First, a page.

The soaring nuances in her voicing bring out a radiant luster in "When Did You Leave Heaven," a bluesy ballad by Richard Whiting and Walter Bullock.  Moving into a gypsy-tango-laden sway in Abbey Lincoln's mesmerizing "Throw It Away," Bell 's interpretation of the song stirs the listener's emotions. The lifting R&B grooves of "Spirit in the Dark" display a Motown-esque spree, featuring the Lomax Sisters on background vocals. The recording changes course on "Dance with My Father," a serenade by Luther Vandross and Richard Marx that she handles with engrossing tenderness. Trussing a bossa nova shimmy along "Where Is Love," written by Lionel Bart, Bell immerses herself in the pleasing aesthetics.

 

Teaming up with arranger and producer Vince Evans, Bell's keyboardist on the recording, the sophomore offering coalesces the familiar sounds of jazz, blues, R&B, soul, and bossa nova.  Her classic vocal style feels like home for listeners, surrounding them in comfort and bliss.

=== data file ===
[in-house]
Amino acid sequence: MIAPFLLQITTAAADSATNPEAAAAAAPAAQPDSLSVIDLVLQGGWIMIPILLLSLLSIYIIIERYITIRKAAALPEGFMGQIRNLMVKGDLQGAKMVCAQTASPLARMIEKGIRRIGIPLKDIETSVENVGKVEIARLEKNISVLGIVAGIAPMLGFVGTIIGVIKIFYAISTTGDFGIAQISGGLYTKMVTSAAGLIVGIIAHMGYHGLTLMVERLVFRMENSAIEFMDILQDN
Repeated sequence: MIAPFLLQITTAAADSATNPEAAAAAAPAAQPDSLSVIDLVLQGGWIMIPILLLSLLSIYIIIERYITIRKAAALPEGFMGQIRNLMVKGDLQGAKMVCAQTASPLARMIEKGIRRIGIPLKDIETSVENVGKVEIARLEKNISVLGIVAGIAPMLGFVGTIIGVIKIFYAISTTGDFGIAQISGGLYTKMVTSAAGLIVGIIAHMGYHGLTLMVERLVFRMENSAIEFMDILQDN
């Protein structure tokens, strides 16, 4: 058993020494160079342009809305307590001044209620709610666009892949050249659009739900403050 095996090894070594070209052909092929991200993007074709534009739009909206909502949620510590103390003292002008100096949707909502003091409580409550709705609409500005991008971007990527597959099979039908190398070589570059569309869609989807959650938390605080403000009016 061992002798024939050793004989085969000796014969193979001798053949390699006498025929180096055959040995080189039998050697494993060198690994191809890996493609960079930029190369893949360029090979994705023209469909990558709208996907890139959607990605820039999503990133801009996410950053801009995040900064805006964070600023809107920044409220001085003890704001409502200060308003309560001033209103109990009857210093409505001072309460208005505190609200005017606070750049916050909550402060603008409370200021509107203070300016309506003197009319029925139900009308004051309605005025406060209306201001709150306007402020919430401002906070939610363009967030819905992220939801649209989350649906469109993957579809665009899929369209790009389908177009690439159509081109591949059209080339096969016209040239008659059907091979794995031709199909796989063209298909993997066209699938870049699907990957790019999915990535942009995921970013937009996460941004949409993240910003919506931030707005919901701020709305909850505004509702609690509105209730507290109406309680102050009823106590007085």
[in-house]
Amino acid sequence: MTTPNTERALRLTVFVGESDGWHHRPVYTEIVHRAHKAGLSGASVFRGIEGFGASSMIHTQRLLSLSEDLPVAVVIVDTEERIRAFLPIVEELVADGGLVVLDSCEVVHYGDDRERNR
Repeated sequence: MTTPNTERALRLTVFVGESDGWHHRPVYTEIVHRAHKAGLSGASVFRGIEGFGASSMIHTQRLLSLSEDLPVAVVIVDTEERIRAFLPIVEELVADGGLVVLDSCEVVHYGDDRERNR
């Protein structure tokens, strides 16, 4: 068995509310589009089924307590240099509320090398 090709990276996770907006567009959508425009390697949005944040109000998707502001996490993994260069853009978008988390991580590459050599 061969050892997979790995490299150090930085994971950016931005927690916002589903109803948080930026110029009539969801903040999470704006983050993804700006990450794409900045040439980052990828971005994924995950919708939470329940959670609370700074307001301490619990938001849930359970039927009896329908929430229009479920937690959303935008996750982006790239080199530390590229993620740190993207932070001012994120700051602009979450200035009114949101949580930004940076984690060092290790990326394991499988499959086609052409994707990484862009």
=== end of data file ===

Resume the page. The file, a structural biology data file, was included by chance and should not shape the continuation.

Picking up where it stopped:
Musicians:

Vince Evans: Piano, Organ, Melodica, and Synthesizer

JC Jefferson, Jr.: Drums

James B. King, Jr.: Bass 

Kenny Rittenhouse: Trumpet 

Craig Alston: Saxophone 

Alvin White: Guitar 

Kevin Kojo Prince: Percussion 

Background Vocals: The Lomax Sisters (Sharon Lomax, Smith Valda Lomax, Parker Dorothea Lomax, Haynes Lolethia Lomax, and Frazier)

Special Guests:  String Quartet

Asali Ruth McIntyre: Violin 

Bonnie Grier: Violin 

Gerard Battle: Viola 

Denna Purdie: Cello

–  jazz2love.blogspot.com

Classy and uptown soft swing and soul is delivered by vocalist Hazel Mitchell-Bell as she gives tribute to all of the right inspirations on this recent album. She has a patient and relaxed delivery, sort of like a nuanced Nancy Wilson, but she shows that she can also burn the embers hot, getting swampy on Nina Simone’s “Do I Move You” with guitarist Alvin White. The core team of Vice Evans/p-key, JC Jefferson Jr/dr, James B. King Jr/b, Kenny Rittenhouse/tp and Craig Alston/sax help set moods ranging from a soft and bluesy title tune to a sweet and samba’d take of “Where Is Love”. Mitchell-Bell shows her church roots as she melds Sunday morning, street soul and jazz to Jefferson’s cadence on “Hurry Up This Way Again” with aplomb, while she testifies to Aretha Franklin’s “Spirit In The Dark”. She shows how to get cozy with a lyric with Evans and King on “When Did You Leave Heaven” while shining like a disco ball on the soulful “What I Did For Love” and glowing like a candle with string support for the personal “Dance With My Father” and “Meet Me on The Moon”. This lady sings like she has nothing to prove, thereby proving a lot.